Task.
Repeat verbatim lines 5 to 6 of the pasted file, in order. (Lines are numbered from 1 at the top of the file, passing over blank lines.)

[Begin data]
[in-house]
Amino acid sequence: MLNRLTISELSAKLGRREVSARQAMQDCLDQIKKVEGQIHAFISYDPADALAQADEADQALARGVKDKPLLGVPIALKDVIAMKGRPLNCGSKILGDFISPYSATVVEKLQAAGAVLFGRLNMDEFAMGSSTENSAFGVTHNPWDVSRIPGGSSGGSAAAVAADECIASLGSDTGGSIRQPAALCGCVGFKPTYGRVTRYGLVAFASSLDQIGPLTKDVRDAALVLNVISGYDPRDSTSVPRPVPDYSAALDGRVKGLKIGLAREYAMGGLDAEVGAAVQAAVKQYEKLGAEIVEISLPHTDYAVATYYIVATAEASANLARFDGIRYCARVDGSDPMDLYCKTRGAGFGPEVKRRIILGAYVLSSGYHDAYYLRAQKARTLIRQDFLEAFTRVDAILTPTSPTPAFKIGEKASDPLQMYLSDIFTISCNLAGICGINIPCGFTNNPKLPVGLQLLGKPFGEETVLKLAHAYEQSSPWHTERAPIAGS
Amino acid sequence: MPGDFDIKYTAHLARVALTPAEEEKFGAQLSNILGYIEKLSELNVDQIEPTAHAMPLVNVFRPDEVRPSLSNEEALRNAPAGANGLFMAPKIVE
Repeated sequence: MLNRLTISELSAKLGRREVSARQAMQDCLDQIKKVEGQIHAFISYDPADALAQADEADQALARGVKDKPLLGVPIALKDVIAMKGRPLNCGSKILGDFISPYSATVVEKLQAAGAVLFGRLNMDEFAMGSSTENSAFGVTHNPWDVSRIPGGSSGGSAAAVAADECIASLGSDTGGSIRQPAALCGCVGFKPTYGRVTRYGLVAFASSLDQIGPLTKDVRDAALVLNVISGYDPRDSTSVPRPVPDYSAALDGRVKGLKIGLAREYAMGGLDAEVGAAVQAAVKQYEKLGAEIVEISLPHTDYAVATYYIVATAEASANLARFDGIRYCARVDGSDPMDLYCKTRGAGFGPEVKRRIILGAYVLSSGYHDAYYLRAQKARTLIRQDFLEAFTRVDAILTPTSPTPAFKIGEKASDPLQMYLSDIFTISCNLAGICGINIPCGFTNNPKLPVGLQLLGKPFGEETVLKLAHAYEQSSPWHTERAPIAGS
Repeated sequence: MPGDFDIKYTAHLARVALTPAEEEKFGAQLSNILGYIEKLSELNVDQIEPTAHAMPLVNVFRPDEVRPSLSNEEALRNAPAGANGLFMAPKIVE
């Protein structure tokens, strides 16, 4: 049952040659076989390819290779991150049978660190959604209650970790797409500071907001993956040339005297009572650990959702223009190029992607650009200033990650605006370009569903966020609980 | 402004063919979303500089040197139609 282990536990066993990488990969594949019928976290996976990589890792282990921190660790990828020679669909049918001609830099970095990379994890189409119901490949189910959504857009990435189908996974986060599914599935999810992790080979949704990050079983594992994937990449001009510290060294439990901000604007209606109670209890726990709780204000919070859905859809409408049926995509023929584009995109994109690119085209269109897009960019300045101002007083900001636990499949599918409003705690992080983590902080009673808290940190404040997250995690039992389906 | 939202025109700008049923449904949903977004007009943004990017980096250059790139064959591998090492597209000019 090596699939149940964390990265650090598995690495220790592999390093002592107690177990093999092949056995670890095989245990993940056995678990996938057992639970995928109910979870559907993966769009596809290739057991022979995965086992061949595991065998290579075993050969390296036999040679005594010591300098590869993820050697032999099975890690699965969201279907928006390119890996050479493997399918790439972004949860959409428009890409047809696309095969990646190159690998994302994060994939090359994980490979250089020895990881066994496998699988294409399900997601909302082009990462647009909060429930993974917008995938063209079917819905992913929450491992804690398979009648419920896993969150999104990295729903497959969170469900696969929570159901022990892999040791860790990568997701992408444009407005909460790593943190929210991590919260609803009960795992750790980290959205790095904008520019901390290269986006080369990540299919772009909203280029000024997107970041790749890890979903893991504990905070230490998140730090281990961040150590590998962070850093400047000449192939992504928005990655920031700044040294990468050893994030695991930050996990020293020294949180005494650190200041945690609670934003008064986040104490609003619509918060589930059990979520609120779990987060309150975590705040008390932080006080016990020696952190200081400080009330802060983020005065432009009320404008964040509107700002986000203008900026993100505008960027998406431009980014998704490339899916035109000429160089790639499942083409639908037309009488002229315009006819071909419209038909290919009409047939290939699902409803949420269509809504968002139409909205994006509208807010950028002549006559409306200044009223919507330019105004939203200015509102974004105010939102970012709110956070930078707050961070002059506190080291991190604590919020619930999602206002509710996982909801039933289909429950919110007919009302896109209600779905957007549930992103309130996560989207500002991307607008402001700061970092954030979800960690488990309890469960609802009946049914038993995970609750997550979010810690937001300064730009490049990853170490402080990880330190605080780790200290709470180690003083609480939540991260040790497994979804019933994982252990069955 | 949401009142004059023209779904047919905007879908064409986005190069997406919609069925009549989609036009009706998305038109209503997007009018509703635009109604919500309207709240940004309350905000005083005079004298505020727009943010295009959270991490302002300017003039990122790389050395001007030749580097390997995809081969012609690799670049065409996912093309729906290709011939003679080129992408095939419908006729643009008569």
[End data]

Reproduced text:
Repeated sequence: MPGDFDIKYTAHLARVALTPAEEEKFGAQLSNILGYIEKLSELNVDQIEPTAHAMPLVNVFRPDEVRPSLSNEEALRNAPAGANGLFMAPKIVE
């Protein structure tokens, strides 16, 4: 049952040659076989390819290779991150049978660190959604209650970790797409500071907001993956040339005297009572650990959702223009190029992607650009200033990650605006370009569903966020609980 | 402004063919979303500089040197139609 282990536990066993990488990969594949019928976290996976990589890792282990921190660790990828020679669909049918001609830099970095990379994890189409119901490949189910959504857009990435189908996974986060599914599935999810992790080979949704990050079983594992994937990449001009510290060294439990901000604007209606109670209890726990709780204000919070859905859809409408049926995509023929584009995109994109690119085209269109897009960019300045101002007083900001636990499949599918409003705690992080983590902080009673808290940190404040997250995690039992389906 | 939202025109700008049923449904949903977004007009943004990017980096250059790139064959591998090492597209000019 090596699939149940964390990265650090598995690495220790592999390093002592107690177990093999092949056995670890095989245990993940056995678990996938057992639970995928109910979870559907993966769009596809290739057991022979995965086992061949595991065998290579075993050969390296036999040679005594010591300098590869993820050697032999099975890690699965969201279907928006390119890996050479493997399918790439972004949860959409428009890409047809696309095969990646190159690998994302994060994939090359994980490979250089020895990881066994496998699988294409399900997601909302082009990462647009909060429930993974917008995938063209079917819905992913929450491992804690398979009648419920896993969150999104990295729903497959969170469900696969929570159901022990892999040791860790990568997701992408444009407005909460790593943190929210991590919260609803009960795992750790980290959205790095904008520019901390290269986006080369990540299919772009909203280029000024997107970041790749890890979903893991504990905070230490998140730090281990961040150590590998962070850093400047000449192939992504928005990655920031700044040294990468050893994030695991930050996990020293020294949180005494650190200041945690609670934003008064986040104490609003619509918060589930059990979520609120779990987060309150975590705040008390932080006080016990020696952190200081400080009330802060983020005065432009009320404008964040509107700002986000203008900026993100505008960027998406431009980014998704490339899916035109000429160089790639499942083409639908037309009488002229315009006819071909419209038909290919009409047939290939699902409803949420269509809504968002139409909205994006509208807010950028002549006559409306200044009223919507330019105004939203200015509102974004105010939102970012709110956070930078707050961070002059506190080291991190604590919020619930999602206002509710996982909801039933289909429950919110007919009302896109209600779905957007549930992103309130996560989207500002991307607008402001700061970092954030979800960690488990309890469960609802009946049914038993995970609750997550979010810690937001300064730009490049990853170490402080990880330190605080780790200290709470180690003083609480939540991260040790497994979804019933994982252990069955 | 949401009142004059023209779904047919905007879908064409986005190069997406919609069925009549989609036009009706998305038109209503997007009018509703635009109604919500309207709240940004309350905000005083005079004298505020727009943010295009959270991490302002300017003039990122790389050395001007030749580097390997995809081969012609690799670049065409996912093309729906290709011939003679080129992408095939419908006729643009008569």